Smartness and Wealth

April 8, 2024
TU Dresden
Dresden, September 2023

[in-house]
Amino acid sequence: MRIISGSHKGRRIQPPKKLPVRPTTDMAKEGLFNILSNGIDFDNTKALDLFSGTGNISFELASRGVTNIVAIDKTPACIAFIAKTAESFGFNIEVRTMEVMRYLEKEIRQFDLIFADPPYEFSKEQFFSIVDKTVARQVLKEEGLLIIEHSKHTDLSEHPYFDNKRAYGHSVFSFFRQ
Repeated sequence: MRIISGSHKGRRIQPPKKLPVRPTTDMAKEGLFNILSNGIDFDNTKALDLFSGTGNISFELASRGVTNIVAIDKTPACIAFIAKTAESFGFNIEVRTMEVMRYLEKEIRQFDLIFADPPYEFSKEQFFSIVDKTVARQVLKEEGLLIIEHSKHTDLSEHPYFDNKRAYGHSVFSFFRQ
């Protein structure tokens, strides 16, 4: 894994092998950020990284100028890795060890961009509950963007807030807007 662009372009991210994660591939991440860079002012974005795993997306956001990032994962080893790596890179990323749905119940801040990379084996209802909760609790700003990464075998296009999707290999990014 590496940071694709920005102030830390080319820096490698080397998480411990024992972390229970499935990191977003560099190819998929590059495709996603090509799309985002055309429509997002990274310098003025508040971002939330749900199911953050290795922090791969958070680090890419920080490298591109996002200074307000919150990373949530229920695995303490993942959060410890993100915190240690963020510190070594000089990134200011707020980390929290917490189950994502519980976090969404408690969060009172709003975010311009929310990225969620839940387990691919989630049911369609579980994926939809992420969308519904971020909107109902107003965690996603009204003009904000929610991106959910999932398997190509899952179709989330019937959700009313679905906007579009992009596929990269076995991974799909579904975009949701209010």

Smartness promises wealth to cities around the world. Across the planet we see a growing investment by corporations, philanthropies, start-ups, and governments in computational infrastructures that will manage cities and their inhabitants. This ‘smartness’ is closely affiliated with venture capital and start-up experiments. It is assumed that smart systems in logistics, real estate, finance, energy and retail will encourage innovation and entrepreneurship, and will resolve problems of top-down economic planning. In this project we will examine five particular aspects of this new model of wealth creation and urban management: optimization, sustainability, inclusion, resilience, and convenience. These are all particular varieties of the promise of wealth associated with smartness: the optimization and subsequent affordability provided by logistics; the sustainability required for living on a planet in crisis; the inclusion in economic life offered by decentralized finance; the energy resilience to climate change, resource limitations, and geopolitics promised by smart grids and financial hedging;  and the convenience sold by smart retail. It is smartness which propels these promises – a smartness promoted by venture capital. Whether through public smart city initiatives or the plethora of private urban platforms for mobility, sustainability, finance and retail, venture capital is reshaping how wealth is produced and reproduced in the cities of today and tomorrow. This project examines historically and ethnographically the relationship between contemporary smart urbanism, wealth, and transformations in venture capital engendered through ‘smart’ discourses. Ethnographically the research will occur in five sites in five different countries: Hamburg as Germany’s premier smart, logistical city; Kolkata as one of India’s select smart cities centered around sustainability; Nairobi’s ‘Silicon Savannah’ as a nexus of decentralized, financial technologies; Denver as a major start-up and innovation corridor in the United States, centered on smart energy and innovations; and Tokyo as an epicenter of smart, convenient retail. Historically, the research will examine genealogies of ‘smartness’ and venture capital at these sites and compare  venture capital and ‘smart’ urban initiatives globally. The project thus offers a detailed view of the making of smart cities, and the promises of optimization, sustainability, inclusion, resilience and convenience which constitute a large part of what we consider wealth today. This project engages five PI’s (of which I am the co-lead) located at TU Dresden, Dresden, Germany,  Jindal School of Art and Architecture, Delhi, India, African Center for Cities, Cape Town, South Africa, Leuphana University, Lüneberg,  Germany, and Concordia University, Montréal, Canada.


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